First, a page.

To support its downtown redevelopment efforts, the village of Johnstown is joining Main Street, a program sponsored by Heritage Ohio that helps Ohio municipalities seeking to promote downtown businesses.

To support its downtown redevelopment efforts, the village of Johnstown is joining Main Street, a program sponsored by Heritage Ohio that helps Ohio municipalities seeking to promote downtown businesses.

"This was conceived long before I came to Johnstown," said village administrator Jim Lenner. "Sara Phillips had worked with Downtown Johnstown to put together an application back in 2005. Back then, it was not approved."

Lenner said at the time Main Street required paid staff to be dedicated to community development, an expense that is beyond many smaller municipalities' budgets. Since then, Main Street has relaxed its requirements and offers conditional membership to "emerging communities."

"I think the fact there was not a full-time downtown coordinator was one of the things that was missing," Lenner said. "But since then, they have found that it's too cumbersome for small communities to require a full time downtown coordinator."

The cost of joining Main Street is $2,500, shared equally by Downtown Johnstown, a private 501c3, the village, and Monroe Township.

"It can give them a boost on applications for community development block grants," said Jeff Siegler, director of revitalization for Heritage Ohio, a statewide preservation nonprofit that operates Main Street. "There is a lot of emphasis on technical assistance, capacity building, training and on-site assistance. We try to help organizations tackle their downtown redevelopment."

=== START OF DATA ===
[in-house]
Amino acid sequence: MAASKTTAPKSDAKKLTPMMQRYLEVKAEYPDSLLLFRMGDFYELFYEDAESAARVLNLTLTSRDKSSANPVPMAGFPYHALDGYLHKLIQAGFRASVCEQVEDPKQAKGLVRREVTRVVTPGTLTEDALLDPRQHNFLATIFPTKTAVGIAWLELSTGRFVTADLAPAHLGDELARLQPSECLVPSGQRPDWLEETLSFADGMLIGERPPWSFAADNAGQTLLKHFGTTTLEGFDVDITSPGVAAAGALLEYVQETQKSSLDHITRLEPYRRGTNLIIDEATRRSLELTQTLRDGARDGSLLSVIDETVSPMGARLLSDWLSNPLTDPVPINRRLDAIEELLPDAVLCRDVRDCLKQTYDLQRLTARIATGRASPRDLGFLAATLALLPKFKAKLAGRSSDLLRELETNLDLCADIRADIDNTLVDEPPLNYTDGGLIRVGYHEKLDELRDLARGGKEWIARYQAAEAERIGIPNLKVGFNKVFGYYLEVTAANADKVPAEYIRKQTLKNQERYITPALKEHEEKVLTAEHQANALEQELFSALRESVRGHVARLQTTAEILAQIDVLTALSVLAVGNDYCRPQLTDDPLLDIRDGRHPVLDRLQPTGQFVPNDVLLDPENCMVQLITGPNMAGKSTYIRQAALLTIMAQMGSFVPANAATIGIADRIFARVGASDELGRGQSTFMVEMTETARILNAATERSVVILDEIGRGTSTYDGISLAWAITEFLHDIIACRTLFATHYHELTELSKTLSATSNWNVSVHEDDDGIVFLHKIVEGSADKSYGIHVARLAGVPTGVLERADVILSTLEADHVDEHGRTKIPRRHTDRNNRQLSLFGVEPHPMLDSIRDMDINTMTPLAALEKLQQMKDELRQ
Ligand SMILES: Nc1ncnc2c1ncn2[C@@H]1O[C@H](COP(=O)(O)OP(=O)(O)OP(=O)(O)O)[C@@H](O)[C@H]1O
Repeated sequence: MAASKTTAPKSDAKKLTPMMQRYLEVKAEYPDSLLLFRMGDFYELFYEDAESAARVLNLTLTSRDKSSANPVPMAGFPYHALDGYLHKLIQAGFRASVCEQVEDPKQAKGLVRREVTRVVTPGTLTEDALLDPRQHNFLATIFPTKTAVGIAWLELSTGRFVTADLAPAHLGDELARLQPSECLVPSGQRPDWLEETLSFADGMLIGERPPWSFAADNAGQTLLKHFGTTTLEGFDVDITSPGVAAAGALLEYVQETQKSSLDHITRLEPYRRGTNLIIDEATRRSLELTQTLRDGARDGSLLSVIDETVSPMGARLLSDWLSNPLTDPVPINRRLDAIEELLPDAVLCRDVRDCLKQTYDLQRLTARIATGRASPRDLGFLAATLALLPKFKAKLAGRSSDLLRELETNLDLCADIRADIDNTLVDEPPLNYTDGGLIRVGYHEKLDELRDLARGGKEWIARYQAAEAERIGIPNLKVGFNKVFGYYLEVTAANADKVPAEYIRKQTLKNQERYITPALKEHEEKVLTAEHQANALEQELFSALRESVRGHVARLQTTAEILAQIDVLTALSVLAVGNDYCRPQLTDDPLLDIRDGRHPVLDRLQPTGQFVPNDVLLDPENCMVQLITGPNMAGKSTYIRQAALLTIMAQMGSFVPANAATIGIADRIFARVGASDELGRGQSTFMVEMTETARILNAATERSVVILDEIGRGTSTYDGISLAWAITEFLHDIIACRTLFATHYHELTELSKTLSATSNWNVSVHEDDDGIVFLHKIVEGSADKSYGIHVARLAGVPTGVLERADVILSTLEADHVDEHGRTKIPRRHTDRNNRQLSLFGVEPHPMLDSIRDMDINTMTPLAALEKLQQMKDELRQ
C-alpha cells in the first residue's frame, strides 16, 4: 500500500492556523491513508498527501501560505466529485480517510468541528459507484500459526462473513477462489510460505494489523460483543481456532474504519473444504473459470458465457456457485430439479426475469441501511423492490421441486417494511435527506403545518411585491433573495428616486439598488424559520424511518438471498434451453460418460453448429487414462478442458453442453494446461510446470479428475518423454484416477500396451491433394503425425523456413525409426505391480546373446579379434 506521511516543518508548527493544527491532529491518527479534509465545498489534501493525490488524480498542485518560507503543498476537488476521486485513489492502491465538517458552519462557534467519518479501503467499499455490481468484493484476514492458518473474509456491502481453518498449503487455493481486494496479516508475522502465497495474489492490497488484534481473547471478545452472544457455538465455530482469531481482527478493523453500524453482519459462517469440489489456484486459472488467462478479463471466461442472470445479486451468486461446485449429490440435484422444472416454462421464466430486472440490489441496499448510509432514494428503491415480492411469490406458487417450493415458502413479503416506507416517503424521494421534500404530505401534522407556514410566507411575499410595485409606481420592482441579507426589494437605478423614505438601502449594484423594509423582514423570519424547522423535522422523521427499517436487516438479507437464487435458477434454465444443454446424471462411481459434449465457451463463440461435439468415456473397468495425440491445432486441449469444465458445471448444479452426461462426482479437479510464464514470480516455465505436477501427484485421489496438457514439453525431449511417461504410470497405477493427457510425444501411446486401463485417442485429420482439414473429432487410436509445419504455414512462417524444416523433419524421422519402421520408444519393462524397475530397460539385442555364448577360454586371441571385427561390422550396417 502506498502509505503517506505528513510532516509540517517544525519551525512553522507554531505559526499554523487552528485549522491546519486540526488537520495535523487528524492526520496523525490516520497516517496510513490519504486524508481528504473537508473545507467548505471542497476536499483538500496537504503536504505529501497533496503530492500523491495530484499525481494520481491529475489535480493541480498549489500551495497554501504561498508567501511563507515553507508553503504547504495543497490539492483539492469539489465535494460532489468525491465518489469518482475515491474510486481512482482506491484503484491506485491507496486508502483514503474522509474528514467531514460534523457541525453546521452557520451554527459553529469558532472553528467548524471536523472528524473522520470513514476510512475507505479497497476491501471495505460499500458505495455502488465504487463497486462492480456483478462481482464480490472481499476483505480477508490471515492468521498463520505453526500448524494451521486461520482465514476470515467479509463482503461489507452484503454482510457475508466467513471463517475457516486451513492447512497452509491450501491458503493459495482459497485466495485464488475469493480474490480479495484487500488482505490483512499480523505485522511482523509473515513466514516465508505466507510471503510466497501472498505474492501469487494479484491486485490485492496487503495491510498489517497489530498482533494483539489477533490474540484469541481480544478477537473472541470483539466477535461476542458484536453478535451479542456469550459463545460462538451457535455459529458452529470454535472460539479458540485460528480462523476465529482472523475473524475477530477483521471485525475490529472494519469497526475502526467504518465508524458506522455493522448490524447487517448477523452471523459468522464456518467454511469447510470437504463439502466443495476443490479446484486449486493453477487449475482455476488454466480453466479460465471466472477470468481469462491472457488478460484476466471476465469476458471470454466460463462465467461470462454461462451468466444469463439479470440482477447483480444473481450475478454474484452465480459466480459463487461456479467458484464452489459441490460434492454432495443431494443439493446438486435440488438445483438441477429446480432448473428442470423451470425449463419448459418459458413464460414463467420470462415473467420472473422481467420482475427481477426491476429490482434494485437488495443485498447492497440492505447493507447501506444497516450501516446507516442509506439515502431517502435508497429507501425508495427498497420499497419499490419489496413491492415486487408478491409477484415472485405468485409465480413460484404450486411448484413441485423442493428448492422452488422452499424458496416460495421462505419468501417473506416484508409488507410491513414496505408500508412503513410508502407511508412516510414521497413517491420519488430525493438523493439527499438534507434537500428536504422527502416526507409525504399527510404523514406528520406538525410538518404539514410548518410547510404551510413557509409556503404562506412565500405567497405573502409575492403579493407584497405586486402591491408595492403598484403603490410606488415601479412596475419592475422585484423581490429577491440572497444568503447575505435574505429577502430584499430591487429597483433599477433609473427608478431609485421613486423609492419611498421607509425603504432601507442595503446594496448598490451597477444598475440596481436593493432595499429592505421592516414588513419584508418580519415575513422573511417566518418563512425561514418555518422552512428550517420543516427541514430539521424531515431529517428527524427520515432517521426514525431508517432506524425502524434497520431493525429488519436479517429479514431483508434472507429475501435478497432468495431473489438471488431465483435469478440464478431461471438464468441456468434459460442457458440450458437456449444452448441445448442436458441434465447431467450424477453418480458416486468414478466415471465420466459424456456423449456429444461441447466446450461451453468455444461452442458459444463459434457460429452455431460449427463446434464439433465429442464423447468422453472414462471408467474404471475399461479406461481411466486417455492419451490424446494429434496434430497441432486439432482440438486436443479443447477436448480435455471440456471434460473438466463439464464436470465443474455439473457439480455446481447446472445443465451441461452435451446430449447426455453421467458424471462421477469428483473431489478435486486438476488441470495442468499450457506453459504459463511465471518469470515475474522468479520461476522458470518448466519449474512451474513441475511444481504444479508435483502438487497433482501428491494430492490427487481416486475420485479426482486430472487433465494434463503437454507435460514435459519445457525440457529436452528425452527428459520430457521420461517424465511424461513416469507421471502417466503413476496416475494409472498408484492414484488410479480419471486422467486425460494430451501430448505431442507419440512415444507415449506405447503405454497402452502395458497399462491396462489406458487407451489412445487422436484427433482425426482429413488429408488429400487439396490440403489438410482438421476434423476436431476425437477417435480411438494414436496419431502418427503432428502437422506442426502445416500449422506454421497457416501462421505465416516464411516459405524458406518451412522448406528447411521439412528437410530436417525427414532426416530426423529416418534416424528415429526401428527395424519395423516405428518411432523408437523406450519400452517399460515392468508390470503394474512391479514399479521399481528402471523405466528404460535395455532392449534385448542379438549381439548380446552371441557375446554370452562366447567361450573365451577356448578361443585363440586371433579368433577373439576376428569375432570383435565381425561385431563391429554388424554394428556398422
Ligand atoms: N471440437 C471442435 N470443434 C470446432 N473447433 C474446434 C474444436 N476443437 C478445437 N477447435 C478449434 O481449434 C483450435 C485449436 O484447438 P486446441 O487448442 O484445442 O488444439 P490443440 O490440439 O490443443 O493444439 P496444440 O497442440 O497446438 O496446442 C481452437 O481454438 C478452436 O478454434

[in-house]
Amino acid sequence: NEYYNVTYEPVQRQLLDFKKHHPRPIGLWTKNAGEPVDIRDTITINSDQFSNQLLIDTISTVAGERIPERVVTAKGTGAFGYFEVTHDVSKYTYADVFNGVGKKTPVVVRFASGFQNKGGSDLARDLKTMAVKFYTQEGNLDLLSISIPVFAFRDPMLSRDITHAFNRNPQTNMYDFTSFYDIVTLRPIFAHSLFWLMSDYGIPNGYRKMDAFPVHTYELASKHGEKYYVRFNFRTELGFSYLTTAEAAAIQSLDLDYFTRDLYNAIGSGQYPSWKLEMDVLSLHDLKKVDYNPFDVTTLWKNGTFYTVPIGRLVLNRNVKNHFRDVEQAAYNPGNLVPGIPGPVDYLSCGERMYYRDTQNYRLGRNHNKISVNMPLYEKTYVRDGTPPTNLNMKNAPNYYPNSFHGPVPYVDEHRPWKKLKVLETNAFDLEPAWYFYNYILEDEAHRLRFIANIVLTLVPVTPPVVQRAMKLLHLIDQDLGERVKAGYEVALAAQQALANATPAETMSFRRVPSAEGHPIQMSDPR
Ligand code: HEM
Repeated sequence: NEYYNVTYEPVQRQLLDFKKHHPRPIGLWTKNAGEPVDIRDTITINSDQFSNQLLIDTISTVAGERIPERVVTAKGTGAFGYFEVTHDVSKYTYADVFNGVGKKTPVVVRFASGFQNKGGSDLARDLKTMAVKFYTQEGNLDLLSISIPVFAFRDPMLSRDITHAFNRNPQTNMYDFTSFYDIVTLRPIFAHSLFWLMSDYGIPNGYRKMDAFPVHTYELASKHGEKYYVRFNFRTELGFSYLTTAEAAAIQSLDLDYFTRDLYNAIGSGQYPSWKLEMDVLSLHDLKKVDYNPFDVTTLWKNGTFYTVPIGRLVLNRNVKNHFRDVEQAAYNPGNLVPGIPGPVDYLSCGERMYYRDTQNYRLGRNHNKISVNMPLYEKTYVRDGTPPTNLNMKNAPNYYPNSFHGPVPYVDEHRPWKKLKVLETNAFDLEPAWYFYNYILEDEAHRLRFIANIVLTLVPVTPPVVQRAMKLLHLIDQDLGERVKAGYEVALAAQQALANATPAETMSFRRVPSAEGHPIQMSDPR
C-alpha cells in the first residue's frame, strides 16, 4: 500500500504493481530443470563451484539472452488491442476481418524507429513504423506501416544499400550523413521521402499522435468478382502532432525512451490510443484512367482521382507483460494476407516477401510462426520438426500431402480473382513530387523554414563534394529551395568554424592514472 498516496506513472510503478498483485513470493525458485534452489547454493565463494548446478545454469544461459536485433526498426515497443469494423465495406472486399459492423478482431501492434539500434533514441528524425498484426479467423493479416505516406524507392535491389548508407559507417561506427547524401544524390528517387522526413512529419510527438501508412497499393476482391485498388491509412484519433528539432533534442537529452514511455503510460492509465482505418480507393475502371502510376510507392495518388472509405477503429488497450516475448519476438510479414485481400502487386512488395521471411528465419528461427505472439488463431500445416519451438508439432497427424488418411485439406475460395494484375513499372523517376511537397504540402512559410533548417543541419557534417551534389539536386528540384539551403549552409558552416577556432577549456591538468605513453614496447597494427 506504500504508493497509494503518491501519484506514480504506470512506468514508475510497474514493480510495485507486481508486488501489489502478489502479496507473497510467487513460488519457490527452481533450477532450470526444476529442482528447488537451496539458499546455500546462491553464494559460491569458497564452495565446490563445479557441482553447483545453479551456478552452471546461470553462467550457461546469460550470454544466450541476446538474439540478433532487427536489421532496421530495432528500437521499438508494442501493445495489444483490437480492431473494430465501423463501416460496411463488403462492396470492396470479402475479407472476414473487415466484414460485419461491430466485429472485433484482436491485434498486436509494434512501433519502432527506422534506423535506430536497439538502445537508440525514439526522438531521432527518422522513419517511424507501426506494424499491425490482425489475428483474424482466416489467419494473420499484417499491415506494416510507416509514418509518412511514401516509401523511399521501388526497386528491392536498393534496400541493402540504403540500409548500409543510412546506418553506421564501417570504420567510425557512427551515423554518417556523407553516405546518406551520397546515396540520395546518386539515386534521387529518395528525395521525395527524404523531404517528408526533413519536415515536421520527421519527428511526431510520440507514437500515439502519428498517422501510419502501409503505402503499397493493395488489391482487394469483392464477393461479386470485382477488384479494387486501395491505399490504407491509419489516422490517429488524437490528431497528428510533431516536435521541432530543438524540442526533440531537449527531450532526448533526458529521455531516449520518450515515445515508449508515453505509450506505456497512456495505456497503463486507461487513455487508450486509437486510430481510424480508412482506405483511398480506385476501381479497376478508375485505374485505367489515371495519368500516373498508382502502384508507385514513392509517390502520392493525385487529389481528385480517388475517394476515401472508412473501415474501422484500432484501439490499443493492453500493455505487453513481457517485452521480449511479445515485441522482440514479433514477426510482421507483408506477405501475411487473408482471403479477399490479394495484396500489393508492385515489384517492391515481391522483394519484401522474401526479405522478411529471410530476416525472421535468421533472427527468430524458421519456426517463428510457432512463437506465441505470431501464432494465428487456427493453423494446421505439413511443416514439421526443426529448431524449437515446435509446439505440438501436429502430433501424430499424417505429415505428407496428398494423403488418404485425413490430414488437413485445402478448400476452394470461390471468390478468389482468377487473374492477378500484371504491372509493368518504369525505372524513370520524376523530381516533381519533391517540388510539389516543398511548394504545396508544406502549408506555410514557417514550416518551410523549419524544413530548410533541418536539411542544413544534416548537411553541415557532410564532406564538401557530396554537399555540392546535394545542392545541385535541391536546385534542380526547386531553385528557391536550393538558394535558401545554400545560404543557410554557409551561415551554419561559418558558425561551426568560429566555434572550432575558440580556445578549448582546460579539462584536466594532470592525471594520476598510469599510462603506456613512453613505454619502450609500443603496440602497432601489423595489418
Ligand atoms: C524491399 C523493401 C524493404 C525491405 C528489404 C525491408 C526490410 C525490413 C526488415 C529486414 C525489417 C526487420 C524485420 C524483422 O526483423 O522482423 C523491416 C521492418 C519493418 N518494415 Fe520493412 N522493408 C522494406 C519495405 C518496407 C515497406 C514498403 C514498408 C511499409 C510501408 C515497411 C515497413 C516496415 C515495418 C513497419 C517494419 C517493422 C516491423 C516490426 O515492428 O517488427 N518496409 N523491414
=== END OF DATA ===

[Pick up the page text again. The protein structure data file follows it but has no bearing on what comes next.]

Siegler said common problems faced by downtown commercial areas are competition from national chains, inexperienced and unsophisticated retail stores in the traditional downtowns, and absentee landlords who do not invest in upgrading existing buildings and infrastructure.

"We try to encourage public-private partnerships to make it more financially feasible to upgrade buildings," Siegler said. "We try to offer trainings for the retailers, to help them improve their businesses."

Siegler said the popularization of automobiles changed the dominant style of marketing and retailing, from closely spaced businesses one could walk to, to large parking lots and big-box stores that customers drive to.

"Cars have had a real impact on the development of cities, and that's not going away," Siegler said. "But on the other hand, dense neighborhoods capitalize on trends for biking and walking and rising gas prices. No one is trying to do away with cars, but we do hope to have more emphasis on downtowns."

Lenner said the village hopes to become a full member of Main Street in the next two or three years.

"It depends on being able to secure a part-time or full-time downtown coordinator," Lenner said. "It's more than just the downtown. It's how the downtown relates to the entire community."